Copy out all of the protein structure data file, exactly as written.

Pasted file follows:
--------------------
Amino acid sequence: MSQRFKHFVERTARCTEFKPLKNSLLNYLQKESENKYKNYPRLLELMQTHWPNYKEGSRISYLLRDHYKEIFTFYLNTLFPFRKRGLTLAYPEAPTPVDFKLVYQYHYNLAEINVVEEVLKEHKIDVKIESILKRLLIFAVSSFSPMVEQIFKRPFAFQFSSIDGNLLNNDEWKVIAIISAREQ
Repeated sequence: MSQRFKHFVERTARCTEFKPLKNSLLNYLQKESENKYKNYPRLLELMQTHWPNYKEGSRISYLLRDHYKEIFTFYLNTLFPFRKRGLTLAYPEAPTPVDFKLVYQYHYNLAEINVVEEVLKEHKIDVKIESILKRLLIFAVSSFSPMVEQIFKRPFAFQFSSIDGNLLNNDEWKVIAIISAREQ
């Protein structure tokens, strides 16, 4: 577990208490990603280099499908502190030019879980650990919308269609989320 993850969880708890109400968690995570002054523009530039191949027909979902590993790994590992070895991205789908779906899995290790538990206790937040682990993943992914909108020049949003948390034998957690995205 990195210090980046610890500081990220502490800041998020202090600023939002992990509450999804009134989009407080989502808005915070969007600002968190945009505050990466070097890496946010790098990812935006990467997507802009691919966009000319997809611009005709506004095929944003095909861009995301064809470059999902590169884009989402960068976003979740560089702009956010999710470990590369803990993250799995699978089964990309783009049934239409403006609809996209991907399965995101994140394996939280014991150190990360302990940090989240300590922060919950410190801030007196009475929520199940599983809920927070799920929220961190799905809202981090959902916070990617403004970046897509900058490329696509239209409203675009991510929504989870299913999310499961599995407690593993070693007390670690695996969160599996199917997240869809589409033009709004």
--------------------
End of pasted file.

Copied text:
Amino acid sequence: MSQRFKHFVERTARCTEFKPLKNSLLNYLQKESENKYKNYPRLLELMQTHWPNYKEGSRISYLLRDHYKEIFTFYLNTLFPFRKRGLTLAYPEAPTPVDFKLVYQYHYNLAEINVVEEVLKEHKIDVKIESILKRLLIFAVSSFSPMVEQIFKRPFAFQFSSIDGNLLNNDEWKVIAIISAREQ
Repeated sequence: MSQRFKHFVERTARCTEFKPLKNSLLNYLQKESENKYKNYPRLLELMQTHWPNYKEGSRISYLLRDHYKEIFTFYLNTLFPFRKRGLTLAYPEAPTPVDFKLVYQYHYNLAEINVVEEVLKEHKIDVKIESILKRLLIFAVSSFSPMVEQIFKRPFAFQFSSIDGNLLNNDEWKVIAIISAREQ
């Protein structure tokens, strides 16, 4: 577990208490990603280099499908502190030019879980650990919308269609989320 993850969880708890109400968690995570002054523009530039191949027909979902590993790994590992070895991205789908779906899995290790538990206790937040682990993943992914909108020049949003948390034998957690995205 990195210090980046610890500081990220502490800041998020202090600023939002992990509450999804009134989009407080989502808005915070969007600002968190945009505050990466070097890496946010790098990812935006990467997507802009691919966009000319997809611009005709506004095929944003095909861009995301064809470059999902590169884009989402960068976003979740560089702009956010999710470990590369803990993250799995699978089964990309783009049934239409403006609809996209991907399965995101994140394996939280014991150190990360302990940090989240300590922060919950410190801030007196009475929520199940599983809920927070799920929220961190799905809202981090959902916070990617403004970046897509900058490329696509239209409203675009991510929504989870299913999310499961599995407690593993070693007390670690695996969160599996199917997240869809589409033009709004």